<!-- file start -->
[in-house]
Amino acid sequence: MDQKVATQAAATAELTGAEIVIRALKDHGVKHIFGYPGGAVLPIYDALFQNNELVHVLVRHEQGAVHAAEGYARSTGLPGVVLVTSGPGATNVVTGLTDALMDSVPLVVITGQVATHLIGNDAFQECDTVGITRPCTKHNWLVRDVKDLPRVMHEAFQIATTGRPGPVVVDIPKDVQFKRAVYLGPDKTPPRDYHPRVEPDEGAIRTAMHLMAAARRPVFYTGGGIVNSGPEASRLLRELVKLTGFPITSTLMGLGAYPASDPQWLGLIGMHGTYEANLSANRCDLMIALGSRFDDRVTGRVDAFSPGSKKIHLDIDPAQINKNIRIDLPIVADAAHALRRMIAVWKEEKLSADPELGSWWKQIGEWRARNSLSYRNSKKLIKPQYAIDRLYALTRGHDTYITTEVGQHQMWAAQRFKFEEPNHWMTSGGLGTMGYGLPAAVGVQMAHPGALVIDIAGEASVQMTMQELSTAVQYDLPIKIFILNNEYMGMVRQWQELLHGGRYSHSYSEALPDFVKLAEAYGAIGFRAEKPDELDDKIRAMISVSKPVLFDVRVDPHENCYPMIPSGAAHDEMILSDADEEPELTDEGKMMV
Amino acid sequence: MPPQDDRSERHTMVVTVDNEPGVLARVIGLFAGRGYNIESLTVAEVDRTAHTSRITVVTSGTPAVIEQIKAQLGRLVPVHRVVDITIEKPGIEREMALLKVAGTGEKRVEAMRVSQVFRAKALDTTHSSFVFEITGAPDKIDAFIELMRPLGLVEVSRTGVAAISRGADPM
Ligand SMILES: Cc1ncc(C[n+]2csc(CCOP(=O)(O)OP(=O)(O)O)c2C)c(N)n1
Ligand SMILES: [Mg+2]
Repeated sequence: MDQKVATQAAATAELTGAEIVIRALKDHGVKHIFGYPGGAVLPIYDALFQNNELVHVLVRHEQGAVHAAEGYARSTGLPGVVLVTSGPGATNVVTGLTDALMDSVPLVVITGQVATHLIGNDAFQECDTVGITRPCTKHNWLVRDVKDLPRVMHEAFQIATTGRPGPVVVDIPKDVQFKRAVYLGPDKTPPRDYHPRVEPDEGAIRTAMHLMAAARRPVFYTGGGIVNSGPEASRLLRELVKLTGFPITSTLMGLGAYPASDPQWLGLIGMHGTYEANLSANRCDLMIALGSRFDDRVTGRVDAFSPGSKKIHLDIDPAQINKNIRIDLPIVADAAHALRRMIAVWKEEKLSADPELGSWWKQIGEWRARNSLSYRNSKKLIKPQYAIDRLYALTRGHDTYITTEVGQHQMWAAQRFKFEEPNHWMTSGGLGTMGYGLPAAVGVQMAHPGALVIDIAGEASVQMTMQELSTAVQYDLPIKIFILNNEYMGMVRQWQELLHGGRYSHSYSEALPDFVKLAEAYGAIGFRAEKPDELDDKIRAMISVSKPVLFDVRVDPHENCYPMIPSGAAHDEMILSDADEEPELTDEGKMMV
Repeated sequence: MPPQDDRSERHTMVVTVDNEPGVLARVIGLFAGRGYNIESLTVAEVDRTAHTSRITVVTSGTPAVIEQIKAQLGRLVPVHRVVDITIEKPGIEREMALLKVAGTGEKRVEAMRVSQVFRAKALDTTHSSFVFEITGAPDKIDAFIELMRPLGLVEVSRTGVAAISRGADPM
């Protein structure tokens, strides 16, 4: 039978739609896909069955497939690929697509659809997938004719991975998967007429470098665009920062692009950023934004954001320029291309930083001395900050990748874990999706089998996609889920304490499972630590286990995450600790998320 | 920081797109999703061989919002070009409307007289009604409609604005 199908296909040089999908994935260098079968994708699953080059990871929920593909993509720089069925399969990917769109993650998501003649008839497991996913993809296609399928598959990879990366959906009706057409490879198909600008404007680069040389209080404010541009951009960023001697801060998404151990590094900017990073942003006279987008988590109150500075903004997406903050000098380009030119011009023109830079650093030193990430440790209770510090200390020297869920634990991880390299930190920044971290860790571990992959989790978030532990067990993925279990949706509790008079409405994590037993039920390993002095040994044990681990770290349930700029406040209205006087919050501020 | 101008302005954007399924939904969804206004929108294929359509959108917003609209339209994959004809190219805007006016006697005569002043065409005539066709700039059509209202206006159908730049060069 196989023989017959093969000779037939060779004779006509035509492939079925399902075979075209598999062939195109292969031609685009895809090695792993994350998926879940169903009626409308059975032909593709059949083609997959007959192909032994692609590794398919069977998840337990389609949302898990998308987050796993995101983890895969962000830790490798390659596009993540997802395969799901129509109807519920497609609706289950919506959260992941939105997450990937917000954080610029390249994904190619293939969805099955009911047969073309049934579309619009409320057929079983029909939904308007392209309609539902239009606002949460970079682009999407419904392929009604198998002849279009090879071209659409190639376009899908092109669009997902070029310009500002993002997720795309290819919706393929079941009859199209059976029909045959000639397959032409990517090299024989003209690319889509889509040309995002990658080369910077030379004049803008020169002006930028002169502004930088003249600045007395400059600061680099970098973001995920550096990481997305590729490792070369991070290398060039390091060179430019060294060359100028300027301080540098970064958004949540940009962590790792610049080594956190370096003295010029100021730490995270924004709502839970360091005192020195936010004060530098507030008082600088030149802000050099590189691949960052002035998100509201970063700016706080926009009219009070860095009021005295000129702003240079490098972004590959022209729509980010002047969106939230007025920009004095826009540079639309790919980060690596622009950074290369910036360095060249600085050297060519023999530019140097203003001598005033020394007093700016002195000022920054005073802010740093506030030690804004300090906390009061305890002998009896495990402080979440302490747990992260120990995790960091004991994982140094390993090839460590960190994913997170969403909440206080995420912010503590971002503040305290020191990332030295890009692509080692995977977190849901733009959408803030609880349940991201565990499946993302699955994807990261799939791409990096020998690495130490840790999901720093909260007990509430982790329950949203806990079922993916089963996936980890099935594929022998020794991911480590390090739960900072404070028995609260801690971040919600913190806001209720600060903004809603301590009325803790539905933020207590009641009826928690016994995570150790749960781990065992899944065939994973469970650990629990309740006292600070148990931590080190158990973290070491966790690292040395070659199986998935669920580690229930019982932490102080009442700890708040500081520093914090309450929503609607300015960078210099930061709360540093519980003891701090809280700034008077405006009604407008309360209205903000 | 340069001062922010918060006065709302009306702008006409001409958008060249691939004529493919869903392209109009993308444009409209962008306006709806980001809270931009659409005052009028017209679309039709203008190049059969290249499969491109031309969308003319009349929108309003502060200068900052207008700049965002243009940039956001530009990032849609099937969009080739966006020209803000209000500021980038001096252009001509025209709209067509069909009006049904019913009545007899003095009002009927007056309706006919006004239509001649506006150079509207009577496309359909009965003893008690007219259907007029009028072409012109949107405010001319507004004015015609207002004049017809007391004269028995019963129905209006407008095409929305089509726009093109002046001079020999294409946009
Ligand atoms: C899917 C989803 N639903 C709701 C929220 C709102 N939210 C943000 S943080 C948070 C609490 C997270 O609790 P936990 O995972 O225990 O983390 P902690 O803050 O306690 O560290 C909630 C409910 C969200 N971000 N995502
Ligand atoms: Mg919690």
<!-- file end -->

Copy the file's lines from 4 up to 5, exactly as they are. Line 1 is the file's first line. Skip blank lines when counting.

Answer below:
Ligand SMILES: Cc1ncc(C[n+]2csc(CCOP(=O)(O)OP(=O)(O)O)c2C)c(N)n1
Ligand SMILES: [Mg+2]